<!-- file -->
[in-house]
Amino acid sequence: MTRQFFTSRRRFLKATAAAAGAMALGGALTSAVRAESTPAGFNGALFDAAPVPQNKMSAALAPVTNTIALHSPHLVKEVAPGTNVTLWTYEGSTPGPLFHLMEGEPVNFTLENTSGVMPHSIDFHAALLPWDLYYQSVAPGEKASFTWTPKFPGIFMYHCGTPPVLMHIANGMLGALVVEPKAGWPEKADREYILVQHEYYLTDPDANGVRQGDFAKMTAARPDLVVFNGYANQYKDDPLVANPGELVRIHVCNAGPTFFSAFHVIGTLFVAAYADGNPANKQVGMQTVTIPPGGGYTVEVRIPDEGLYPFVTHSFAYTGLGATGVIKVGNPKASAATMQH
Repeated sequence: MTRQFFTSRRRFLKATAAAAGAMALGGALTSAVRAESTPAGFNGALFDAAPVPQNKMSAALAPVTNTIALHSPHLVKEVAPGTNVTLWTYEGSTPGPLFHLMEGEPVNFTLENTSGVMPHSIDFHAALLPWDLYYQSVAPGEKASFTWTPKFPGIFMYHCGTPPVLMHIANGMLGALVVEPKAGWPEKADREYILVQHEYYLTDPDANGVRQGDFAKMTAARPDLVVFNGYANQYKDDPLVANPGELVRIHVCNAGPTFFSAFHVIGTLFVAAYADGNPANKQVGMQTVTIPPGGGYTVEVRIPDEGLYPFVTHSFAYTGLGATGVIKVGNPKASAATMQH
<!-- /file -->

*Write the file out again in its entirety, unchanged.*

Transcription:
[in-house]
Amino acid sequence: MTRQFFTSRRRFLKATAAAAGAMALGGALTSAVRAESTPAGFNGALFDAAPVPQNKMSAALAPVTNTIALHSPHLVKEVAPGTNVTLWTYEGSTPGPLFHLMEGEPVNFTLENTSGVMPHSIDFHAALLPWDLYYQSVAPGEKASFTWTPKFPGIFMYHCGTPPVLMHIANGMLGALVVEPKAGWPEKADREYILVQHEYYLTDPDANGVRQGDFAKMTAARPDLVVFNGYANQYKDDPLVANPGELVRIHVCNAGPTFFSAFHVIGTLFVAAYADGNPANKQVGMQTVTIPPGGGYTVEVRIPDEGLYPFVTHSFAYTGLGATGVIKVGNPKASAATMQH
Repeated sequence: MTRQFFTSRRRFLKATAAAAGAMALGGALTSAVRAESTPAGFNGALFDAAPVPQNKMSAALAPVTNTIALHSPHLVKEVAPGTNVTLWTYEGSTPGPLFHLMEGEPVNFTLENTSGVMPHSIDFHAALLPWDLYYQSVAPGEKASFTWTPKFPGIFMYHCGTPPVLMHIANGMLGALVVEPKAGWPEKADREYILVQHEYYLTDPDANGVRQGDFAKMTAARPDLVVFNGYANQYKDDPLVANPGELVRIHVCNAGPTFFSAFHVIGTLFVAAYADGNPANKQVGMQTVTIPPGGGYTVEVRIPDEGLYPFVTHSFAYTGLGATGVIKVGNPKASAATMQH